The Sonos Sub wireless subwoofer is here to boost the bass on your existing Sonos setup, but is it worth the £600 price tag?
It's with utmost confident that we attest Sonos to be one of the finest examples of consumer technology of the last decade. From the moment it launched in 2005, it changed our perception of audio streaming, from a fiddly computer-based system to an always-on digital music centre.
It was forward-thinking – we still use the ZonePlayer 100 in our setup – and when Sonos integrated Spotify two years ago, it became an the all-you-can-eat jukebox that no other can (still) truly rival.
So what of its latest hardware update, the Sonos Sub? This gizmo is designed to bring meaty bass to your Sonos Play:3 or Sonos Play:5 speakers (the latter was previously known as the Sonos ZonePlayer S5).
Our initial reaction mirrored that of the passionate Sonos community; perplexity at the company's decision to launch a £600 wireless subwoofer rather than to fill a more obvious gap in its portfolio – a bathroom, garden or portable rechargeable product. On paper, it's a bold move, but, what's it like in practice?
Sonos Sub: Build
First up, the Sonos Sub is the most stylised product the brand now has. Open the box and paraphernalia is professionally packaged, while instructions are neatly designed. The unit - about the same size as a DJ's record box - is finished in black gloss and conceals two 'force-cancelling' speakers (powered Class D amps) positioned opposite each other inside the cabinet.
Sonos Sub: Connectivity
The Sub can lay flat or stand upright and has just one button on the side for connecting to your existing setup. It can pair with any amplified Sonos product (ruling out the non-amplified Connect/ZP90 and ZP80 devices) and will also form part of a paired stereo setup using a brace of either Sonos Play:3 or Sonos Play:5 speakers.
Setup is ridiculously easy – we used the iPhone app to connect and automatically equalise the Sub with a Play:5 in less than three minutes – and because it's wireless (bar the power cable and Ethernet, if you wish), it can be placed anywhere in the room that your speakers are.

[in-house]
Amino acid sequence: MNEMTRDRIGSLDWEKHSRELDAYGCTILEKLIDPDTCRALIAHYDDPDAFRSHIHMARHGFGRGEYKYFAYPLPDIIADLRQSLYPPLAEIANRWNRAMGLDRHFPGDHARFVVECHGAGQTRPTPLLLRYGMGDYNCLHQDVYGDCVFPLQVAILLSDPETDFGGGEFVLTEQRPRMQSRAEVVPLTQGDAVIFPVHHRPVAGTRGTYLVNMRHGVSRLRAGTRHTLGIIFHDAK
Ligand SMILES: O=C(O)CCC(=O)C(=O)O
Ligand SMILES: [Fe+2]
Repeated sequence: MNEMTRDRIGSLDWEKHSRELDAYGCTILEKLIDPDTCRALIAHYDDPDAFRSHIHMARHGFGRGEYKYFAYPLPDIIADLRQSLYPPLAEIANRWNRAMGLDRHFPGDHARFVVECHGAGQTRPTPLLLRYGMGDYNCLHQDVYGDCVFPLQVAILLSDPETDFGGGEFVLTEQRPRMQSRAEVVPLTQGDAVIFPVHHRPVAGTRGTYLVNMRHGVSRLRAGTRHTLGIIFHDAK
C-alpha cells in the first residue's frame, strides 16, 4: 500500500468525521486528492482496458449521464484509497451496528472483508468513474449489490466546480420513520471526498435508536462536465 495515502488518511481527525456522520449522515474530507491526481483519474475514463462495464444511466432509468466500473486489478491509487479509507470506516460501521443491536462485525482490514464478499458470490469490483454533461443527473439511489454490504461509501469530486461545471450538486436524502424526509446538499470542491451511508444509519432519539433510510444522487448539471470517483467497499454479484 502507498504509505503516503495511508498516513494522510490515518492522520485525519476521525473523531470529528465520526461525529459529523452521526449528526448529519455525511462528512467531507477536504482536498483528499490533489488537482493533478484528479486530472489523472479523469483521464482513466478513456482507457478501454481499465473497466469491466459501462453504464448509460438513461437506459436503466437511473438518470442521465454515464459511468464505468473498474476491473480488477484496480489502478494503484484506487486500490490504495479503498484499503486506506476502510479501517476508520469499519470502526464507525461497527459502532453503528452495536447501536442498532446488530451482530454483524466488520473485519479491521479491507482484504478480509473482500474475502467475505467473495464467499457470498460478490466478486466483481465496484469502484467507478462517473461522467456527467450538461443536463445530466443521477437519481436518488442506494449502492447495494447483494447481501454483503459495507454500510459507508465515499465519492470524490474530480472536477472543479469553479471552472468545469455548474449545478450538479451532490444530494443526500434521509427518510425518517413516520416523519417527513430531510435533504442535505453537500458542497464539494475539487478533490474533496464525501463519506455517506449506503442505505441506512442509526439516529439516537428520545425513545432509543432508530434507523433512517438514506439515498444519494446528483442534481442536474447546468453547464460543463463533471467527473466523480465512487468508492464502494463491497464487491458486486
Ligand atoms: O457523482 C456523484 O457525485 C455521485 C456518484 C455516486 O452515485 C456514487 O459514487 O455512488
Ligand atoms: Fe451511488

Sonos Sub: Audio quality
We tested the Sub with the Play:3, Play:5 and a pair of Mordaunt Short Mezzo speakers connected to a Connet:Amp. Add to either and turn them from good-sounding powered speakers to oh-my-god-where-did-that-bass-appear-from speakers.
The transformation is genuinely impressive; rich and meaty but excellently balanced. Three bass intensity levels are on offer (we stuck with the lowest), with each notch increase rattling more windows and walls. The Sub itself is as solid as a rock, with no discernible vibration. In short, it's a superb addition and something that genuinely benefits your exiting setup.
It also highlights a classic technological predicament - dial-up to broadband, SD to HD, USB 2.0 to USB 3.0 – well, not so much the last one - that once you've experienced life with the Sub, you won't want to go back. We'd never have said it before, but the Play:3 now sounds weak without it.
However, while Sonos remains a premium product, the premium price will ultimately discourage many. A 'basic' Play:3 and Sub costs £860 – easily enough for a half-decent amp, speaker and sub separates system – an aspect that has kept many from making their first Sonos investment. The Sub does nothing but reinforce that notion.
Sonos Sub: Verdict
Our verdict on the Sonos Sub is tricky. On one hand you've got a mouth-wateringly expensive accessory for an already pricey range of products. On the other, you've got a truly brilliant piece of audio engineering that will transform turn your living room into a super club. If you can afford it, buy it. Hell, buy one for every zone in the house. For most of us, though, it's it's just too pricey to fully recommend.
Sonos Sub availability: Available now
Sonos Sub price: £599